Most small employers hire a payroll service, who does all of this.  My last employer (a smallish staffing agency) already did exactly this without a law and in TX-- 3% to a 401K automatically and you have to opt out and no match.  It will just become a standard feature of their payroll vendor.  Mine was with ADP.

Many companies used POSITIVE reinforcement already with 401K match, or so I hear.  The dark side of contracting is that nobody matches.  (sighs)

  Don't you think the payroll service will charge more money when they're doing more work?

is an accountant manually doing the numbers for each employee ?

Governments acting like abusing spouses and wondering why their "beloved" business are moving away, news @ 10!

Dus10 said:   Governments acting like abusing spouses and wondering why their "beloved" business are moving away, news @ 10!
lol, tech is moving away from ca? let me know when that happens, becausetc home prices there seem to be only going up and up

brettdoyle said:   Goverment ran retirement plan with preenrollment. Sounds like the first step to a ponzi scheme.

How long until California decides to "borrow" from these assets like the social security trust fund that was squandered?

  
As a longtime California resident I can assure you that they figured this out before they wrote the law.

jayK said:   This could be the first step towards creating a framework so CA public employees can eventually be moved from defined benefit pension plans to defined contribution plans.

NYT article:
http://www.nytimes.com/2016/08/26/business/dealbook/california-l... 

"Important features of the state program still need to be worked out, such as who will manage the money and what investment options will be available to workers."
"Early proposals that called for guaranteed investment returns in Secure Choice have been scaled back in the face of longstanding troubles at Calpers, California’s big pension system for government workers."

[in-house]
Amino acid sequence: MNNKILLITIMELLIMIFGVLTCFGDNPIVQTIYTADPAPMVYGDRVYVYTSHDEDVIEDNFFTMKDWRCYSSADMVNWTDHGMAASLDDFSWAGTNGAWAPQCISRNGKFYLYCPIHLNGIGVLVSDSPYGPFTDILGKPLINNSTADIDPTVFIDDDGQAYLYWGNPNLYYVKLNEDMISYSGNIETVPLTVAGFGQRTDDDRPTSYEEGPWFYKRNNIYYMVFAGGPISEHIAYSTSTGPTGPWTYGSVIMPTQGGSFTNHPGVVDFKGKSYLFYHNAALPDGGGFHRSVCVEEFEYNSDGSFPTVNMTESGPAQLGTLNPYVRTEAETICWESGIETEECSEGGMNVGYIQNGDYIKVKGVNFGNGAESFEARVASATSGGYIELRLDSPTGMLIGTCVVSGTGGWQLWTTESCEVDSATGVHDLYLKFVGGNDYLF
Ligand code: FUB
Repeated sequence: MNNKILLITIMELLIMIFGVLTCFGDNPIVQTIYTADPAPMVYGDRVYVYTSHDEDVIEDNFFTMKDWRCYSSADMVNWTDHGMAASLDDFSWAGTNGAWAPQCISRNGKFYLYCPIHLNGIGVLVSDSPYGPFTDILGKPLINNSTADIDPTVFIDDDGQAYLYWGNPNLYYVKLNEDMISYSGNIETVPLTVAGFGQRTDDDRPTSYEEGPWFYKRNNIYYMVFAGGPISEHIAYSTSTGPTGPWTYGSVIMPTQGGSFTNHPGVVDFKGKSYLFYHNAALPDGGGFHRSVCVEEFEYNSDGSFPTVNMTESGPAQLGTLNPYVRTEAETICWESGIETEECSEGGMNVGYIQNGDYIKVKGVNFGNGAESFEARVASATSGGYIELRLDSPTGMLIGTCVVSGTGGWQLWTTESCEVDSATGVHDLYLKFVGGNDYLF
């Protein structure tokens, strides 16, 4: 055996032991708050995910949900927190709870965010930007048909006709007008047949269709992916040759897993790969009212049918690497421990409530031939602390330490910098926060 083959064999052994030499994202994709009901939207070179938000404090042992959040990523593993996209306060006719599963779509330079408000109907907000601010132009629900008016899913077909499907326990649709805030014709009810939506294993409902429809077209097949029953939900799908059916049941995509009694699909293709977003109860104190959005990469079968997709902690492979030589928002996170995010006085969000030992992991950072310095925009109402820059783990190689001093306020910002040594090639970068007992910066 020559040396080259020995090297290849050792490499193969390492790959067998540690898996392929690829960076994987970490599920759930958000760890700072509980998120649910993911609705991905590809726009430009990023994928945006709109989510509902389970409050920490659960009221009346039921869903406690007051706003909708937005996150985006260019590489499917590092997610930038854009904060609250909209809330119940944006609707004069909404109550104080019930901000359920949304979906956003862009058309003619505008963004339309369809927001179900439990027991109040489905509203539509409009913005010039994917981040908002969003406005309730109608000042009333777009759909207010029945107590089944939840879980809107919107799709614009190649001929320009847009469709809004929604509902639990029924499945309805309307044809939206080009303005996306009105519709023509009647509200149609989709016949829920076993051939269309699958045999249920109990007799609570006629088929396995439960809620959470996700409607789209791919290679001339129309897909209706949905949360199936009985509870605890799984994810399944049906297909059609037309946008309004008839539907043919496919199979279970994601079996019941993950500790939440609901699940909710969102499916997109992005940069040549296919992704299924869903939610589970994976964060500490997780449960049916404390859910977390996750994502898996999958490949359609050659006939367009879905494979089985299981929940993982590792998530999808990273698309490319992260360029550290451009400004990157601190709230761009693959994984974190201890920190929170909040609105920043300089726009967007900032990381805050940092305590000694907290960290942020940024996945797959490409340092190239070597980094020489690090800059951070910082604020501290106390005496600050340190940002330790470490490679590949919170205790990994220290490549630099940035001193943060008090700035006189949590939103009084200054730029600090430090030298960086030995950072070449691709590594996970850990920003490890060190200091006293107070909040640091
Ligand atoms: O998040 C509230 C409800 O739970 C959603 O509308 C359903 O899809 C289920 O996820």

This is nothing more than a ploy to get more voters to be sympathetic to current and future public employee pension recipients, by also putting those voters on the receiving end of retirement plans sponsored by the state. 

The money collected from employees in the private sector will also be borrowed to use in the general fund, which is a black hole, and future tax increases will be required to bail out the system.  

This is so predictable it hurts.

At least the weather is nice.

otaymiester said:   brettdoyle said:   Goverment ran retirement plan with preenrollment. Sounds like the first step to a ponzi scheme.

How long until California decides to "borrow" from these assets like the social security trust fund that was squandered?

  
As a longtime California resident I can assure you that they figured this out before they wrote the law.

so.... why are you still in California?

DTASFAB said:   At least the weather is nice.
wild fires , earthquakes ... at least the weathers nice!

rufflesinc said:   
otaymiester said:   
brettdoyle said:   Goverment ran retirement plan with preenrollment. Sounds like the first step to a ponzi scheme.

How long until California decides to "borrow" from these assets like the social security trust fund that was squandered?

  
As a longtime California resident I can assure you that they figured this out before they wrote the law.

so.... why are you still in California?

  
Because I have been elsewhere.

otaymiester said:   
rufflesinc said: